NEW YORK — An alleged MS-13 gang member was able to walk free from Rikers Island due to Mayor Bill de Blasio's "Sanctuary City" legislations.
Estivan Rafael Marques Velasquez, a Salvadorian national, was released from Rikers on Feb. 16 after serving time for disorderly conduct.
According to ICE officials, Velasquez "is by his own admission a member of a violent street gang and he was released back into the community.”
ICE officials claim a detainer request was filed in May 2016 and should have forced Rikers to hold Velasquez in their custody and turn him over to immigration and deportation officials. Groups like Immigrant Defense Project dispute this saying a detainer request is nothing more than an administrative procedure. They say what ICE really needs is a warrant signed by a judge.
“New York City like most major cities across the country require ICE to uphold the constitution. Courts have said that ICE needs to meet 4th Amendment requirements and have a judge sign a warrant before someone is detained for immigration purposes. ICE rarely meets that constitutional safeguard,” said Alisa Wellek, Executive Director of Immigrant Defense Project.
ICE officials have included reckless endangerment and criminal possession in the list of charges faced by Velasquez, but they do not say he was convicted of those charges.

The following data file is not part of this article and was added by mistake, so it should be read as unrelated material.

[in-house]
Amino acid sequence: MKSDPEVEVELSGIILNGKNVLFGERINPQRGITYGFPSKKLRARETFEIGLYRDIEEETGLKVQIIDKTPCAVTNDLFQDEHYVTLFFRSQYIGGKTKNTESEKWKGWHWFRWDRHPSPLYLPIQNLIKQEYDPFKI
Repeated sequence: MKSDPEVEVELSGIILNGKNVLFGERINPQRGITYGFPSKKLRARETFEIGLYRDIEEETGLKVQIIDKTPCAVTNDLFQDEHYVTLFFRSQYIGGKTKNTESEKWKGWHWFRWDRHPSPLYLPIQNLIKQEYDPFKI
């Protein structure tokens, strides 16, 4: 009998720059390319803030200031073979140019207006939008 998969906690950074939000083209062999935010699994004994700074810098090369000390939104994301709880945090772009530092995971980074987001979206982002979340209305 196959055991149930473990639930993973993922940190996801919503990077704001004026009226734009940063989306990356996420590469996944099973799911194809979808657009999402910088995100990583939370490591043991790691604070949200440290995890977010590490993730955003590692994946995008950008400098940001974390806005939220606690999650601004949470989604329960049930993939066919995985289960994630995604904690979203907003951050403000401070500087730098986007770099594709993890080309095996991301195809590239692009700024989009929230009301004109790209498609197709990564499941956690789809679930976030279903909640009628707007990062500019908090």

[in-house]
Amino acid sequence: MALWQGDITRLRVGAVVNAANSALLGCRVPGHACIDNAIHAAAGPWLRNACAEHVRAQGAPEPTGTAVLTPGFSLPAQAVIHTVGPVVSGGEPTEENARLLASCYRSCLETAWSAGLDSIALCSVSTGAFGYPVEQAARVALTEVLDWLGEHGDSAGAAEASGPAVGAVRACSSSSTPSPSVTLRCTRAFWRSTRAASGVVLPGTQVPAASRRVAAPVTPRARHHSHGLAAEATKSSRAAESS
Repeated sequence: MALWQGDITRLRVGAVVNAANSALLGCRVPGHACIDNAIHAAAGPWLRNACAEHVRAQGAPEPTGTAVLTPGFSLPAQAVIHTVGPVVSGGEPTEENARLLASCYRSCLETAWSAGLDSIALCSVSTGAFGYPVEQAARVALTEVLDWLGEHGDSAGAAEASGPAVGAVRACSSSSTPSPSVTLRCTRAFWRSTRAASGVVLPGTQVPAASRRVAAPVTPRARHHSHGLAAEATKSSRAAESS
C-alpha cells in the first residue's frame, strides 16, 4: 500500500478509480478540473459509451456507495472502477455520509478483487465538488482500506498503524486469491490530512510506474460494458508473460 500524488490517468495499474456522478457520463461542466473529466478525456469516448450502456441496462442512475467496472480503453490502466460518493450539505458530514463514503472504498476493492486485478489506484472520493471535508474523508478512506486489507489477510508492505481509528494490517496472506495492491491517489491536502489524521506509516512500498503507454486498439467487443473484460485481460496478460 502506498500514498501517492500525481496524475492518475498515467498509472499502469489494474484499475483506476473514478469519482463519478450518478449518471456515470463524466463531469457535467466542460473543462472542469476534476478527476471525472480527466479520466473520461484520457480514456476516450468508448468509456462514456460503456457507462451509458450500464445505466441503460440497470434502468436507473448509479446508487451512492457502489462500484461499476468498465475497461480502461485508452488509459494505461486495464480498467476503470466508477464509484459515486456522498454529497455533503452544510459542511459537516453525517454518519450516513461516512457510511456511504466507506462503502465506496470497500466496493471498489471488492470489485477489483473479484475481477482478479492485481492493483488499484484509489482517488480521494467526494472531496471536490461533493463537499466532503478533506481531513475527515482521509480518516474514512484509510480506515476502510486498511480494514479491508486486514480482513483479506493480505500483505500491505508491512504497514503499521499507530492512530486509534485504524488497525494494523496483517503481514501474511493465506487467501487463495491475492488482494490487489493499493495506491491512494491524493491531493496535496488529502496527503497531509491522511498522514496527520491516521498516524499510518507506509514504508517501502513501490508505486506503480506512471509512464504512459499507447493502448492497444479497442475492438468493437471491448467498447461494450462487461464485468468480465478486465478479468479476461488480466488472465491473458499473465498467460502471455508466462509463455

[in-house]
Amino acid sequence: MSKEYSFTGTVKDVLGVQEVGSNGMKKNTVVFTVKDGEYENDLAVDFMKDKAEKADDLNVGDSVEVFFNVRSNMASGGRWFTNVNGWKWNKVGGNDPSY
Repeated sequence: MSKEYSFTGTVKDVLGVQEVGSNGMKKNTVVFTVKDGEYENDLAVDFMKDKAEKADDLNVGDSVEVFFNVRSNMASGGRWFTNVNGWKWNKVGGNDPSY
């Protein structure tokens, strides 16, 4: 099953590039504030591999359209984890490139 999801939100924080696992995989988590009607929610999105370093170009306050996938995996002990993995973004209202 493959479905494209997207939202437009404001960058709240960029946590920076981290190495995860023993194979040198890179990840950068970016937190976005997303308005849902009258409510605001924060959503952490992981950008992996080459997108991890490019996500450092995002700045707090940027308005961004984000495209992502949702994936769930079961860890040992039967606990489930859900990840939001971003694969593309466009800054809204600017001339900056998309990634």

Sen. Marty Golden (R-NY) said he believes that point doesn't matter.
“If the person has a criminal history or has a charge that person can be removed. I think any time there is a detainer on an individual that person should be turned over to ICE. There should be no questions asked,” said Golden.
Wellek says there are legal and policy reasons why criminal justice determinations and the enforcement of immigration law should be weighed separately. In this case, Wellek says Rikers never did anything wrong and neither did the city.
In a statement, Mayor Bill de Blasio said, “We have been clear from the start that we will work with federal immigration authorities to remove individuals who are proven public safety threats in our City. What we will not do is turn our NYPD officers into immigration agents – or our jails into holding pens for deportation policy that will only undermine the inclusiveness that has helped make New York City the safest big city in the nation.”
According to Ice’s Enforcement and Removal Operations officials, Velasquez was arrested by their team the same day as his release from Rikers on Feb. 16 in Queens. He is now in Enforcement and Removal Operation’s detention pending removal.